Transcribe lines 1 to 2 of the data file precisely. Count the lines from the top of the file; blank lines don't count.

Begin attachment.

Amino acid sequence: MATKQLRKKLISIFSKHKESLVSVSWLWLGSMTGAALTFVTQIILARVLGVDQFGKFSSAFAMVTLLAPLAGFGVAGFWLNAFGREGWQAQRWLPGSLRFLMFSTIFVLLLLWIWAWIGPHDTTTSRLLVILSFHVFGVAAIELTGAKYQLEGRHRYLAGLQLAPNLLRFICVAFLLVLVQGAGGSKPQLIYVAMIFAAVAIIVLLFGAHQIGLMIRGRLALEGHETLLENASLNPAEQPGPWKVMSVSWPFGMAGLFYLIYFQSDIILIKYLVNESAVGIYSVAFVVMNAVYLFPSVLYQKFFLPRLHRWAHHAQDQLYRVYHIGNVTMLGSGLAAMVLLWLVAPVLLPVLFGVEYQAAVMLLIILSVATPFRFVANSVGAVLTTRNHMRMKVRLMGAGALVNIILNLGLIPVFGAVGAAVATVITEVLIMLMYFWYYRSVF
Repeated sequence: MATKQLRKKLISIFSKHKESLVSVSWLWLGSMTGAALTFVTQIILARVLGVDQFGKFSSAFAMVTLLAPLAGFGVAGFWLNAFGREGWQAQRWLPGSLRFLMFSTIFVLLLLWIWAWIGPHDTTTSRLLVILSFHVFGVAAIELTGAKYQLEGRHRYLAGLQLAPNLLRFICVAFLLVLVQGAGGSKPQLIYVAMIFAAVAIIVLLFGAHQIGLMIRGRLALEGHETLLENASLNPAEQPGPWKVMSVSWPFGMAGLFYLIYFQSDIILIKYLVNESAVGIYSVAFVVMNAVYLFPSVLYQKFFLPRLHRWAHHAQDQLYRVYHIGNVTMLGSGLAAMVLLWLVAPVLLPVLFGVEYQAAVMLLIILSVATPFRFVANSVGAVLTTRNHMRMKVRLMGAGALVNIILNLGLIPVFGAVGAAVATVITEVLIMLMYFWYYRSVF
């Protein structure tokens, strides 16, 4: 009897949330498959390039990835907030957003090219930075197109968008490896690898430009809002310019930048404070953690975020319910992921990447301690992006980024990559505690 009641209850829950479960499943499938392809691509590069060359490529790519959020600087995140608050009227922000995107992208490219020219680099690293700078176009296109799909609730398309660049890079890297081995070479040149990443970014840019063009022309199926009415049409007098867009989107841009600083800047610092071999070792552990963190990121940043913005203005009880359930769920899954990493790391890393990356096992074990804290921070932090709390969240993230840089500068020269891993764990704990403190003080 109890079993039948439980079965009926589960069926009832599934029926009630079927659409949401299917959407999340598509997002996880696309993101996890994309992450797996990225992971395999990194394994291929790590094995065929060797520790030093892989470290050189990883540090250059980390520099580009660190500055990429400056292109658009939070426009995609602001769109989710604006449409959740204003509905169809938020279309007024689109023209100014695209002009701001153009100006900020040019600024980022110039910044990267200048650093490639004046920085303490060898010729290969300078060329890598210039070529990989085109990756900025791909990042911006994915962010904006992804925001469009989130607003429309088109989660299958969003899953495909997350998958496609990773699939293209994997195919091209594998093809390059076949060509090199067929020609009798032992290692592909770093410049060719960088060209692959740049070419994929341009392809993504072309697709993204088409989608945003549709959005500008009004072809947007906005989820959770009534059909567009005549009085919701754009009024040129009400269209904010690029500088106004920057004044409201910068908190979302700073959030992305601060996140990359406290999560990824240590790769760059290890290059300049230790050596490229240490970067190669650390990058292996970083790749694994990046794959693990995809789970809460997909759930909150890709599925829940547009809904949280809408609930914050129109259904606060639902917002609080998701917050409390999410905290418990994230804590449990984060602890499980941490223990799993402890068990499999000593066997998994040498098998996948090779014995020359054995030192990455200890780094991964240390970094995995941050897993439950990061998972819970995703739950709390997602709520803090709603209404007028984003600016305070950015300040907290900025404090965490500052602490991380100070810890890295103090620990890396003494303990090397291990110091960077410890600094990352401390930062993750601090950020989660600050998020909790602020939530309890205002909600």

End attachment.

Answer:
Amino acid sequence: MATKQLRKKLISIFSKHKESLVSVSWLWLGSMTGAALTFVTQIILARVLGVDQFGKFSSAFAMVTLLAPLAGFGVAGFWLNAFGREGWQAQRWLPGSLRFLMFSTIFVLLLLWIWAWIGPHDTTTSRLLVILSFHVFGVAAIELTGAKYQLEGRHRYLAGLQLAPNLLRFICVAFLLVLVQGAGGSKPQLIYVAMIFAAVAIIVLLFGAHQIGLMIRGRLALEGHETLLENASLNPAEQPGPWKVMSVSWPFGMAGLFYLIYFQSDIILIKYLVNESAVGIYSVAFVVMNAVYLFPSVLYQKFFLPRLHRWAHHAQDQLYRVYHIGNVTMLGSGLAAMVLLWLVAPVLLPVLFGVEYQAAVMLLIILSVATPFRFVANSVGAVLTTRNHMRMKVRLMGAGALVNIILNLGLIPVFGAVGAAVATVITEVLIMLMYFWYYRSVF
Repeated sequence: MATKQLRKKLISIFSKHKESLVSVSWLWLGSMTGAALTFVTQIILARVLGVDQFGKFSSAFAMVTLLAPLAGFGVAGFWLNAFGREGWQAQRWLPGSLRFLMFSTIFVLLLLWIWAWIGPHDTTTSRLLVILSFHVFGVAAIELTGAKYQLEGRHRYLAGLQLAPNLLRFICVAFLLVLVQGAGGSKPQLIYVAMIFAAVAIIVLLFGAHQIGLMIRGRLALEGHETLLENASLNPAEQPGPWKVMSVSWPFGMAGLFYLIYFQSDIILIKYLVNESAVGIYSVAFVVMNAVYLFPSVLYQKFFLPRLHRWAHHAQDQLYRVYHIGNVTMLGSGLAAMVLLWLVAPVLLPVLFGVEYQAAVMLLIILSVATPFRFVANSVGAVLTTRNHMRMKVRLMGAGALVNIILNLGLIPVFGAVGAAVATVITEVLIMLMYFWYYRSVF